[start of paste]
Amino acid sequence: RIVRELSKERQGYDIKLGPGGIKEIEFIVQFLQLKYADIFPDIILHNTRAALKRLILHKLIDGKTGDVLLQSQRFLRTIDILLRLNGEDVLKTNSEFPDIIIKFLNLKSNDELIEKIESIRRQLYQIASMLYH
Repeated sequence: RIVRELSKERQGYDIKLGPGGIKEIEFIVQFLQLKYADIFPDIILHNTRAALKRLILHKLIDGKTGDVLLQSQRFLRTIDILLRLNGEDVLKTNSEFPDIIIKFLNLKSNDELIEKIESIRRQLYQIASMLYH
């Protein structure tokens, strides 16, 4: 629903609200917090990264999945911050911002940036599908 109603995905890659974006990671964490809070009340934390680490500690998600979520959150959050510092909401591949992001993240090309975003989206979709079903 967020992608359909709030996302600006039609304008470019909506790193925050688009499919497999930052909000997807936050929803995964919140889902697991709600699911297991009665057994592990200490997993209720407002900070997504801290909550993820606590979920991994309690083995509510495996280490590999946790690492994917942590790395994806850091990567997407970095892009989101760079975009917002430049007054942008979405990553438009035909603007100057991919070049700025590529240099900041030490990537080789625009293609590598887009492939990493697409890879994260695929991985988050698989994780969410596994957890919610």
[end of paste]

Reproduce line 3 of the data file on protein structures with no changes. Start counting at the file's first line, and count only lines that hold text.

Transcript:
């Protein structure tokens, strides 16, 4: 629903609200917090990264999945911050911002940036599908 109603995905890659974006990671964490809070009340934390680490500690998600979520959150959050510092909401591949992001993240090309975003989206979709079903 967020992608359909709030996302600006039609304008470019909506790193925050688009499919497999930052909000997807936050929803995964919140889902697991709600699911297991009665057994592990200490997993209720407002900070997504801290909550993820606590979920991994309690083995509510495996280490590999946790690492994917942590790395994806850091990567997407970095892009989101760079975009917002430049007054942008979405990553438009035909603007100057991919070049700025590529240099900041030490990537080789625009293609590598887009492939990493697409890879994260695929991985988050698989994780969410596994957890919610």